Tuesday, December 6, 2011

Another Polyamory vs. Monogamy Debate

The Mancunion, “Britain's biggest student newspaper, serving Greater Manchester,” has printed defenses of polyamory and monogamy. Isabelle Dann touts polyamory… sort of. The piece includes some four-letter Anglo-Saxon words you can’t say on US FCC-regulated airwaves.

Firstly, the assumption that polyamory is a strictly enduring desire is ridiculous, considering that, as the author observed, its proponents “are mostly young people” – the logical and pragmatic quality behind a polyamorous twenty-something life in preparation for a potential lifetime of monogamy circa thirty-something is obvious enough to require minimal explanation.

Yes, some people practice polyamory while younger, and become monogamous later. But there are people who are inherently polyamorous who will always be polyamorous. And there are also people who will, after being monogamous (happily or unhappily), find they are more suited to polyamory as they age.

At the same time, the wish to experience all your own personal sexual desires by no means necessitates a permanent aversion to commitment.

For many, polyamory does involve commitment.

The difference is that, at the end of the day, you have nobody to answer to but yourself.

Uhm, for many polyamorists, it is the opposite. They have multiple people to “answer to.”

You’re free to ask out that cutie from class and share a goodbye make-out at the end of the night.

Not necessarily. It depends on the agreements, if any, with others.

Just when I think the writer is equating polyamory with “sleeping around on a casual basis,” there’s this…

It should also be noted that a desire for polyamory is definitely not a desire to sleep with as many people as possible; you can sleep with the same person for months or nobody at all and still be polyamorous because the desire is defined by the attitude and personal freedom rather than the practice.

Thanks for that. Here’s what James Haslam wrote favoring monogamy. The problem is, he starts by talking about one person who favors “open relationships” and believes that “marriage is finished.” But there are many forms of nonmonogamy that are not open relationships or that do involve marriage, and there are many people involved in some form of nonmonogamy who want their relationships legally recognized as marriage, but are discriminated against by their own government.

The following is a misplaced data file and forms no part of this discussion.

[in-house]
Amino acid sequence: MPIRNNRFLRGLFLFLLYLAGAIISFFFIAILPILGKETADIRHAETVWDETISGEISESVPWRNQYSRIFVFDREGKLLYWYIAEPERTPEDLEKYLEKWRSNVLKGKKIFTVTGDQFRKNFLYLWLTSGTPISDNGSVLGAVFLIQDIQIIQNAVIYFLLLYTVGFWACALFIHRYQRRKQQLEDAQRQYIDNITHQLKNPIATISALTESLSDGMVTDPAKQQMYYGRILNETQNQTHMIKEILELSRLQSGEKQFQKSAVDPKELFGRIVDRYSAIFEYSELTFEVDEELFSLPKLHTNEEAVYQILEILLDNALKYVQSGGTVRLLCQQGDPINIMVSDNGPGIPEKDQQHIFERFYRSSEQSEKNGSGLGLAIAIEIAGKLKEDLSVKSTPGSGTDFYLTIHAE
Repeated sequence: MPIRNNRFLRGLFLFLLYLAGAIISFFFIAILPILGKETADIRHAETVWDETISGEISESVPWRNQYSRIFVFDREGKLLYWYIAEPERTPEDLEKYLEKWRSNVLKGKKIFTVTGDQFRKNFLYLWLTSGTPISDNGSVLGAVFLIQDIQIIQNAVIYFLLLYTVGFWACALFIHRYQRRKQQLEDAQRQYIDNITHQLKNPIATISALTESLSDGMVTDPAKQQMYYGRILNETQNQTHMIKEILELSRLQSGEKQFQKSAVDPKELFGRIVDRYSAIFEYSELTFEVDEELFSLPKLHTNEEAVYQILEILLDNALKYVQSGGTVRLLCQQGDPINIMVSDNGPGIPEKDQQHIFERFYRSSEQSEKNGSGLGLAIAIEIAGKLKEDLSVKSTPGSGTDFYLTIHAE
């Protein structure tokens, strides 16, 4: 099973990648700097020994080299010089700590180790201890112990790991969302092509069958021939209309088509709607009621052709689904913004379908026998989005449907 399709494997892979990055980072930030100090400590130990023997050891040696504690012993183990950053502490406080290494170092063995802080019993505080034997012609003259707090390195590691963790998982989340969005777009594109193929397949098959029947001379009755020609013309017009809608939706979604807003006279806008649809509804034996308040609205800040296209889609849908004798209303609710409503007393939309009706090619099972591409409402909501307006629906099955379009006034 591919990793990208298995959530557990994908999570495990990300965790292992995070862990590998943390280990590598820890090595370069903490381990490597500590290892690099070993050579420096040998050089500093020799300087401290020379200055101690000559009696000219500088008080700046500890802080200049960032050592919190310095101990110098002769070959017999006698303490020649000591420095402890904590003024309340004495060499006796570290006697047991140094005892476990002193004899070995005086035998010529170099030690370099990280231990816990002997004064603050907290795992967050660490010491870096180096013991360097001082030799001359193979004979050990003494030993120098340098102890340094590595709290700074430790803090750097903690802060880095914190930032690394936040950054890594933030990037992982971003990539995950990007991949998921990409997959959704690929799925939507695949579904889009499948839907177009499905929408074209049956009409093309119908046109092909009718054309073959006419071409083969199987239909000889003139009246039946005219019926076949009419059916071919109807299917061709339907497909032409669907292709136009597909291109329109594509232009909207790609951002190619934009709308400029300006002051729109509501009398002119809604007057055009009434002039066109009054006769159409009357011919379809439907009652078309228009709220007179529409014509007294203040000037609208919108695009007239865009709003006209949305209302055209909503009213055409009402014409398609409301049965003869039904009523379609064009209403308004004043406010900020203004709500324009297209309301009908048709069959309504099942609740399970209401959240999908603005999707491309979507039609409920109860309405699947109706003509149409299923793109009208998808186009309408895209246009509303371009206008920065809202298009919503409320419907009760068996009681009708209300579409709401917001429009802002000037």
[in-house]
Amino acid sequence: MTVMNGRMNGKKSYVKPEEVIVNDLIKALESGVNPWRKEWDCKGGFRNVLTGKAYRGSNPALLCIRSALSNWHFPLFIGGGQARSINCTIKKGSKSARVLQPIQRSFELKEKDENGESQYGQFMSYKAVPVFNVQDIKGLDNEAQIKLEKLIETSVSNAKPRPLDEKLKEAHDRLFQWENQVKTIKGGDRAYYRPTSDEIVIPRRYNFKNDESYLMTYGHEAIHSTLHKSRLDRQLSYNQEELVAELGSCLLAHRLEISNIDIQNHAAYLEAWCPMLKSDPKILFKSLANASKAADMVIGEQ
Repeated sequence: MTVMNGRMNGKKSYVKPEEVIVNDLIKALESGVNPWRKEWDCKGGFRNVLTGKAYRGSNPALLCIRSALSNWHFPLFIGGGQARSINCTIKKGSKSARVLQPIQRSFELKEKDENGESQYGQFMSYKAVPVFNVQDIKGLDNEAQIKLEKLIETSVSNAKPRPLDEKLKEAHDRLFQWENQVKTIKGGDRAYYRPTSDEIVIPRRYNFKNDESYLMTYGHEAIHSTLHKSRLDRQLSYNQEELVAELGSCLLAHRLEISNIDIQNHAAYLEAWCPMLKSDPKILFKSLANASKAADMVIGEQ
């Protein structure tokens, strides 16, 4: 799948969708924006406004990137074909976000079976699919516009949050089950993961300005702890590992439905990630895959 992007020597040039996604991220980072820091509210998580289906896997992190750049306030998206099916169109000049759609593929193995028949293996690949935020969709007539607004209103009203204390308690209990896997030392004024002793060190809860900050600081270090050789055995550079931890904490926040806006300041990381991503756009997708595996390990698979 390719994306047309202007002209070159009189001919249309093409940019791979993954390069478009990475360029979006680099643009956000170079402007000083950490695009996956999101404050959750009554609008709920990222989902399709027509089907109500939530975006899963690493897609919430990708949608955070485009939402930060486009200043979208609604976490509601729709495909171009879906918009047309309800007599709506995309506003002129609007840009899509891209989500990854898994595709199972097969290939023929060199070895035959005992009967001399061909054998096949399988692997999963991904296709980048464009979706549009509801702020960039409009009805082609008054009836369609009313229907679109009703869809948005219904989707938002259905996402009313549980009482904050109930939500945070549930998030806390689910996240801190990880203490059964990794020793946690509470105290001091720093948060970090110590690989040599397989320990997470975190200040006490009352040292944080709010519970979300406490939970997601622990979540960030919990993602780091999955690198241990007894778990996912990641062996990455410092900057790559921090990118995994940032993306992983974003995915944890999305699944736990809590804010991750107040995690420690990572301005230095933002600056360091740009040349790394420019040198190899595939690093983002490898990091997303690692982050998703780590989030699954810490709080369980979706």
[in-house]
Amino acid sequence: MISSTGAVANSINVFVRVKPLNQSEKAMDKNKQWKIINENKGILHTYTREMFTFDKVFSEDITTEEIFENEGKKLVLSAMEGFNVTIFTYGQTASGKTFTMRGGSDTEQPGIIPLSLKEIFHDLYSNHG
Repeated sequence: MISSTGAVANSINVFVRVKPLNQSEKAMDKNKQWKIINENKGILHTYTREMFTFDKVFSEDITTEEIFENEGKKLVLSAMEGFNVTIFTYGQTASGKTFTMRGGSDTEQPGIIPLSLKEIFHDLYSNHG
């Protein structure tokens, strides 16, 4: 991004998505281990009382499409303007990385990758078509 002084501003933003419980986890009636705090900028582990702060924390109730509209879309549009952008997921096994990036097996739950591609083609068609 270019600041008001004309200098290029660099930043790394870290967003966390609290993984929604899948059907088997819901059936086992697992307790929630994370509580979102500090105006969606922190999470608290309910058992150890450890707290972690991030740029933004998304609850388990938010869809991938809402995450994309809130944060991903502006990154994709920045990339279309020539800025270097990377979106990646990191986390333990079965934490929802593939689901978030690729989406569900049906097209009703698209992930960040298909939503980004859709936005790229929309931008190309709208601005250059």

It is perhaps difficult to attempt to defend monogamy when there are so many variables that govern relationships, but I want to base my thoughts in the notion of love as a binding factor between two people, something that can be degraded or snuffed out if one or both partners are unfaithful (whether open about it or not); since how can one trust another who would openly stray, or who has to be with more than one person?

This does not follow. It isn’t straying to have a mutual agreement. And why couldn’t a person who was being that honest and open about their needs and wants, and abiding to a mutual agreement, be trusted?

I don’t think either person did a great job promoting their position.

As always, I will say that monogamy is best for some, but it isn’t best for all. Monogamy isn’t the best thing for everyone. Forcing it or favoring it in law is harmful to society, rather than helpful. That is just one reason we need full marriage equality, so that an adult can share love, sex, residence, and marriage with any consenting adults, having the relationship of their choice.
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